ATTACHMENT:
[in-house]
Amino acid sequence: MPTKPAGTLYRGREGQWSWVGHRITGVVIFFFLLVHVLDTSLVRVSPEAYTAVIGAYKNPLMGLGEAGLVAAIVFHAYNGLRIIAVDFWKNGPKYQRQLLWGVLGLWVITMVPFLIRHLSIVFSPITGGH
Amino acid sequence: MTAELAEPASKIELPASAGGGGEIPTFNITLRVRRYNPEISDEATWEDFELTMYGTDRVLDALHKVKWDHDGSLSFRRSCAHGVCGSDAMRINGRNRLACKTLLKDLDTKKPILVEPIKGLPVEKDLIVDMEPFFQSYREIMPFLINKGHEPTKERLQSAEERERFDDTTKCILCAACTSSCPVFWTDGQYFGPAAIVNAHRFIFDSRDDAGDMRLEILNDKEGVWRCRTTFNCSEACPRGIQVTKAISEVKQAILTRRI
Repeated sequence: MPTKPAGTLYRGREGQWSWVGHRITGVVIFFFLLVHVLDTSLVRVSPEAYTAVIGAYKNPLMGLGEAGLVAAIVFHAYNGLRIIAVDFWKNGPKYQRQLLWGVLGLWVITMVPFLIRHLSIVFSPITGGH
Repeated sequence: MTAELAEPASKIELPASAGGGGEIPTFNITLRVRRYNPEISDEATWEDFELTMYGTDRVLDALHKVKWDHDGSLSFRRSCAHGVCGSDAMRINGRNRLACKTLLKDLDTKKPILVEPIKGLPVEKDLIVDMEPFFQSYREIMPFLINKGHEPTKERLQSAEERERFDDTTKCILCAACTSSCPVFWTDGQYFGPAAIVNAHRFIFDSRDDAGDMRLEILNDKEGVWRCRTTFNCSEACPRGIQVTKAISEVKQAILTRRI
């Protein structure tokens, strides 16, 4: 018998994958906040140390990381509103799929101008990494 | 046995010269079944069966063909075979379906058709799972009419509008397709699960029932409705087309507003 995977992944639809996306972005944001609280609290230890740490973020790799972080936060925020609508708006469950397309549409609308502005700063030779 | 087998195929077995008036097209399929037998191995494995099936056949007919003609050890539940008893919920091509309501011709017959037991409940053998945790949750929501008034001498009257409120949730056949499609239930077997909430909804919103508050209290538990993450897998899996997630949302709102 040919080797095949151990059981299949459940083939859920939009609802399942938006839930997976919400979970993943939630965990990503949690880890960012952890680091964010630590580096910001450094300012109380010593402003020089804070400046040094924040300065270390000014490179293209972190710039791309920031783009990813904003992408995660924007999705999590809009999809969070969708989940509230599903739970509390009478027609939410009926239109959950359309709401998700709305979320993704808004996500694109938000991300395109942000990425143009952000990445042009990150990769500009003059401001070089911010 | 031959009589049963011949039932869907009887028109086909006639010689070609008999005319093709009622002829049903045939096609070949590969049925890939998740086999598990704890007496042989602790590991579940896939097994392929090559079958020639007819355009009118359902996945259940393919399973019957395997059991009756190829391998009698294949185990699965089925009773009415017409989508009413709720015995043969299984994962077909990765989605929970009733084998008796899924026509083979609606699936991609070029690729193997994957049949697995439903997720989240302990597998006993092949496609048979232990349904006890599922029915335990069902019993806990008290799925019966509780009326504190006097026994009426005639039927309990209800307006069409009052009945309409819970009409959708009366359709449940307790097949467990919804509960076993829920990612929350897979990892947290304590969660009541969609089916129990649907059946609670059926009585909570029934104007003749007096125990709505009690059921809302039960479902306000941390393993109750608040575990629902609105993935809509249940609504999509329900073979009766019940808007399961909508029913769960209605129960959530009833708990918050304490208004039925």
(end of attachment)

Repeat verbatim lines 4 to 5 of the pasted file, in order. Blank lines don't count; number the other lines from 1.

Repeated sequence: MPTKPAGTLYRGREGQWSWVGHRITGVVIFFFLLVHVLDTSLVRVSPEAYTAVIGAYKNPLMGLGEAGLVAAIVFHAYNGLRIIAVDFWKNGPKYQRQLLWGVLGLWVITMVPFLIRHLSIVFSPITGGH
Repeated sequence: MTAELAEPASKIELPASAGGGGEIPTFNITLRVRRYNPEISDEATWEDFELTMYGTDRVLDALHKVKWDHDGSLSFRRSCAHGVCGSDAMRINGRNRLACKTLLKDLDTKKPILVEPIKGLPVEKDLIVDMEPFFQSYREIMPFLINKGHEPTKERLQSAEERERFDDTTKCILCAACTSSCPVFWTDGQYFGPAAIVNAHRFIFDSRDDAGDMRLEILNDKEGVWRCRTTFNCSEACPRGIQVTKAISEVKQAILTRRI